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Saturday, May 14, 2016

Sanja Matsuri 2016 Asakusa Tokyo


Today was the second day of the massive, annual, 3-day Sanja Matsuri festival in Asakusa, Tokyo.

Bearing a golden mikoshi shrine, Sanja Matsuri 2016 in Asakusa, Tokyo, Japan.
Shrine bearers giving it their all at the Sanja Matsuri 2016

Close-up of shrine bearers at Sanja Matsuri 2016, Tokyo.
Camaraderie at the Sanja Matsuri 2016, Asakusa, Tokyo. 

The Sanja Matsuri (literally "three shrine festival") is associated with Sensoji Temple, or, more accurately, with the Shinto shrine that forms part of the Sensoji Temple. The shrine venerates the founders of what is said to be Tokyo's oldest temple (over 1,200 years), and the Sanja Matsuri likewise celebrates them.

Children's fife and drum float, Sanja Matsuri, 2016, Asakusa, Tokyo.
Children's fife and drum float, Sanja Matsuri, 2016, with Tokyo Skytree in background.
Today being the second day, over 100 mikoshi portable shrines were paraded down the main street of Asakusa, each representing one of the dozens of districts that make up the Asakusa area. The parade down the streets is actually the last - if most publicly visible - stage of the ceremony. To begin with, they are borne down the long Nakamise-dori alleyway flanked by stalls that leads up to Sensoji Temple, then are taken to the adjacent Asakusa Shrine where they are blessed by a Shinto priest. They then return to their respective neighborhoods with every bit as much enthusiasm as they set out.

Some senior members of the Sanja Matsuri procession, Asakusa, Tokyo, 2016.
Senior participants at the Sanja Matsuri procession, 2016 - Kaminarimon Gate of temple in background.
Enthusiasm is the Sanja Matsuri's keyword. The air crackles with it. Drums bang and fifes toot, and the voices of the shrine bearers are raised in rhythmic unison as they shoulder the poles on which the shrine rides, and the buoyant crowd, merging with the edges of the procession buzzes with excitement.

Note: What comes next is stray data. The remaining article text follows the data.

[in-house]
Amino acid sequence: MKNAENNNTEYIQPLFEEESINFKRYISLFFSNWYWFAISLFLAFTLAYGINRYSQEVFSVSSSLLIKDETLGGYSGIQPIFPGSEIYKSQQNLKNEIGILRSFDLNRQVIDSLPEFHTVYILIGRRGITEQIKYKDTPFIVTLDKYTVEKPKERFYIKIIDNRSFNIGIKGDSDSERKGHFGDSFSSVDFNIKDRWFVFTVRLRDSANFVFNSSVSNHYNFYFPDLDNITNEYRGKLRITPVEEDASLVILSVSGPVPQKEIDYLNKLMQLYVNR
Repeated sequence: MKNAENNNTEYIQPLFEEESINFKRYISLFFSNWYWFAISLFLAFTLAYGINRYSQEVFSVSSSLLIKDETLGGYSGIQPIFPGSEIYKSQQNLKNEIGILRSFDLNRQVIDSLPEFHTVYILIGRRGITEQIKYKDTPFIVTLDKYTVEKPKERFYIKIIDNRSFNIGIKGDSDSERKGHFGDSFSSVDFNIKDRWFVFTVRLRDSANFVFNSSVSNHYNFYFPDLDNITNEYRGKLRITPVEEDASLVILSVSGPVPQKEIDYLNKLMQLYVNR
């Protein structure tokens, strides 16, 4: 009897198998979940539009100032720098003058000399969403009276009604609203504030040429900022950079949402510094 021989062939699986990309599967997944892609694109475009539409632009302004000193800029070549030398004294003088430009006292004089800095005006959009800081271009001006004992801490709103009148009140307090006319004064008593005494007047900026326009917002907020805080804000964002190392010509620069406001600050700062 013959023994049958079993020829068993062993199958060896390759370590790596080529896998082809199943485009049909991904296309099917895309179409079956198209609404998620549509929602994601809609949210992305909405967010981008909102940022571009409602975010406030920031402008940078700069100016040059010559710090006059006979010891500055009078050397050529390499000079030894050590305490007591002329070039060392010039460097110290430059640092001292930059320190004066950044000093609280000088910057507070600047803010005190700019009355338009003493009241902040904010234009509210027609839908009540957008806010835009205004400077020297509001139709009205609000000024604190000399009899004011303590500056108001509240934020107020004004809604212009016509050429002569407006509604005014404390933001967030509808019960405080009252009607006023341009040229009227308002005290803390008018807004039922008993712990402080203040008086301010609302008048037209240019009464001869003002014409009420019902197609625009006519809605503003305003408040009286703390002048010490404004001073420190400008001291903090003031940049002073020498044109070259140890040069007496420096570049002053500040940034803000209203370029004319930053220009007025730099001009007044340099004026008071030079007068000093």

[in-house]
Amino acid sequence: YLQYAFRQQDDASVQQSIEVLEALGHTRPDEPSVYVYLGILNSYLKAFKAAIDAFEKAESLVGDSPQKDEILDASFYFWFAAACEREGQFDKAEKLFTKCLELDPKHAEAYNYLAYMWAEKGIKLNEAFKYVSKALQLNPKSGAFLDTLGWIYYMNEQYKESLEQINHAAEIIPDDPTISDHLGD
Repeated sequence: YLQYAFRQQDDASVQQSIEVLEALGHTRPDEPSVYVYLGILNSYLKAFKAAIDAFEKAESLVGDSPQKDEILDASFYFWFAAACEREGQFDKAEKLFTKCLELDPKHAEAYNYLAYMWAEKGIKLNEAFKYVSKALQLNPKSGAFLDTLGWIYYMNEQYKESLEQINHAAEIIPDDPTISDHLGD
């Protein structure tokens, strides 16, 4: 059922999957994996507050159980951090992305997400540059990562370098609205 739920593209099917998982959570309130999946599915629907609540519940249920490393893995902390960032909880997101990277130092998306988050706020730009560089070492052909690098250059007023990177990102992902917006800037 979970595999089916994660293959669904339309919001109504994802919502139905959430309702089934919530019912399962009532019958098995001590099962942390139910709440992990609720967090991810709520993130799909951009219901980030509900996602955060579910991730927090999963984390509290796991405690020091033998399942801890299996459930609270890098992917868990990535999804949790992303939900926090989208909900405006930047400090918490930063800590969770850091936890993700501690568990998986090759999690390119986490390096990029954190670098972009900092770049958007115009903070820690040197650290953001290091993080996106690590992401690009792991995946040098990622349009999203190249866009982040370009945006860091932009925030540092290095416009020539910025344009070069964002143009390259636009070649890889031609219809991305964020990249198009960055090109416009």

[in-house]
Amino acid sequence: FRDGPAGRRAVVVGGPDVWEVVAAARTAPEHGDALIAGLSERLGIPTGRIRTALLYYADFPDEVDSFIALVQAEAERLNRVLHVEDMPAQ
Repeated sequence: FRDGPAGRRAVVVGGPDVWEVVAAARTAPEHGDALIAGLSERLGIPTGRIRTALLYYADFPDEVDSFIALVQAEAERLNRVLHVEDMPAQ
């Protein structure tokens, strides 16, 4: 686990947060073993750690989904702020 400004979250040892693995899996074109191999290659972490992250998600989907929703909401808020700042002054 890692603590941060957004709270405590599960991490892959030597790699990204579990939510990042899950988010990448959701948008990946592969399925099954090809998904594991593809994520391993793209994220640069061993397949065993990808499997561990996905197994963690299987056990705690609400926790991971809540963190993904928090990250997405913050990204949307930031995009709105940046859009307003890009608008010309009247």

Omikoshi shrine with Kaminarimon Gate of Asakusa Temple in background.
Ornate mikoshi shrine in front of Kaminarimon Gate of Asakusa Temple, Sanja Matsuri 2016.
One very distinctive aspect of the Sanja Matsuri more in evidence on the third day than the second is how the shrines are rocked and jostled by those carrying them. Sunday, the third day, is when the Shrine's own three mikoshi are paraded, and they are the focus of an extraordinary outpouring of energy and noise that has to be experienced to be appreciated.

Shrine bearers shouldering a shrine at the Sanja Matsuri 2016.
Gambatte! Shrine bearers giving it their all at the Sanja Matsuri 2016.
Yet, in spite of all the boisterousness, the massive crowds gathered to watch are essentially calm, polite and considerate of each other. The great numbers of children present - both participating and watching - attest to the inclusiveness and warm community spirit of the Sanja Festival - in spite of its sometimes fearsome reputation (somewhat sensationally painted so at times simply because of the conspicuous presence of yakuza gangsters at Sanja Matsuris in the past among those taking part).

Children with a neighborhood float at the Sanja Matsuri, Asakusa, Tokyo, 2016.
Children with a festive drum and fife float at the 2016 Sanja Matsuri.

Depending on the weather, I may well go to Asakusa again tomorrow for the climactic third day of the Sanja Matsuri. If so, more coverage on the way!

A view from behind of a fundoshi at the Sanja Matsuri, 2016, Asakusa, Tokyo, Japan.
Fundoshi-clad participants at the Sanja Matsuri 2016

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